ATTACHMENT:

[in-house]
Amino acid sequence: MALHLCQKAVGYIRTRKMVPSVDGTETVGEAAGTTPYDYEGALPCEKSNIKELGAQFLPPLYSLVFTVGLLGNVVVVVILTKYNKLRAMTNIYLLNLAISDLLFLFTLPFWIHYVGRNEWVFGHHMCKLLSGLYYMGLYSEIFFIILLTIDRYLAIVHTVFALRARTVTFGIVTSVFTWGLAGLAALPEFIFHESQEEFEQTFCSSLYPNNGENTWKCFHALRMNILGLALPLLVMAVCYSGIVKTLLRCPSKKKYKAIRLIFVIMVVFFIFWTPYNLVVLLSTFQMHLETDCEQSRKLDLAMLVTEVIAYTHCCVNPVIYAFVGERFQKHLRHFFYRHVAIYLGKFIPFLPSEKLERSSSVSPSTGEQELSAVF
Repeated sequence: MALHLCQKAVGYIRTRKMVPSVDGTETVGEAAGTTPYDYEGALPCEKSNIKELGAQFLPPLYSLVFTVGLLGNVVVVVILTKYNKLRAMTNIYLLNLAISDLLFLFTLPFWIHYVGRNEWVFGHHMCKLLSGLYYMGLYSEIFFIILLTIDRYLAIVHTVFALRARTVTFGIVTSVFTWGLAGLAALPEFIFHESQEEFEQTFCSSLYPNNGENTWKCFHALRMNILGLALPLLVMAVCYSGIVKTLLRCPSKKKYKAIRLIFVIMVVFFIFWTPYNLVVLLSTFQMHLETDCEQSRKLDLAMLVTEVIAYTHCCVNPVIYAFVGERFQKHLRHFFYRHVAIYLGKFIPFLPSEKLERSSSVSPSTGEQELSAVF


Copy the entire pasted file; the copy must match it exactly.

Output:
[in-house]
Amino acid sequence: MALHLCQKAVGYIRTRKMVPSVDGTETVGEAAGTTPYDYEGALPCEKSNIKELGAQFLPPLYSLVFTVGLLGNVVVVVILTKYNKLRAMTNIYLLNLAISDLLFLFTLPFWIHYVGRNEWVFGHHMCKLLSGLYYMGLYSEIFFIILLTIDRYLAIVHTVFALRARTVTFGIVTSVFTWGLAGLAALPEFIFHESQEEFEQTFCSSLYPNNGENTWKCFHALRMNILGLALPLLVMAVCYSGIVKTLLRCPSKKKYKAIRLIFVIMVVFFIFWTPYNLVVLLSTFQMHLETDCEQSRKLDLAMLVTEVIAYTHCCVNPVIYAFVGERFQKHLRHFFYRHVAIYLGKFIPFLPSEKLERSSSVSPSTGEQELSAVF
Repeated sequence: MALHLCQKAVGYIRTRKMVPSVDGTETVGEAAGTTPYDYEGALPCEKSNIKELGAQFLPPLYSLVFTVGLLGNVVVVVILTKYNKLRAMTNIYLLNLAISDLLFLFTLPFWIHYVGRNEWVFGHHMCKLLSGLYYMGLYSEIFFIILLTIDRYLAIVHTVFALRARTVTFGIVTSVFTWGLAGLAALPEFIFHESQEEFEQTFCSSLYPNNGENTWKCFHALRMNILGLALPLLVMAVCYSGIVKTLLRCPSKKKYKAIRLIFVIMVVFFIFWTPYNLVVLLSTFQMHLETDCEQSRKLDLAMLVTEVIAYTHCCVNPVIYAFVGERFQKHLRHFFYRHVAIYLGKFIPFLPSEKLERSSSVSPSTGEQELSAVF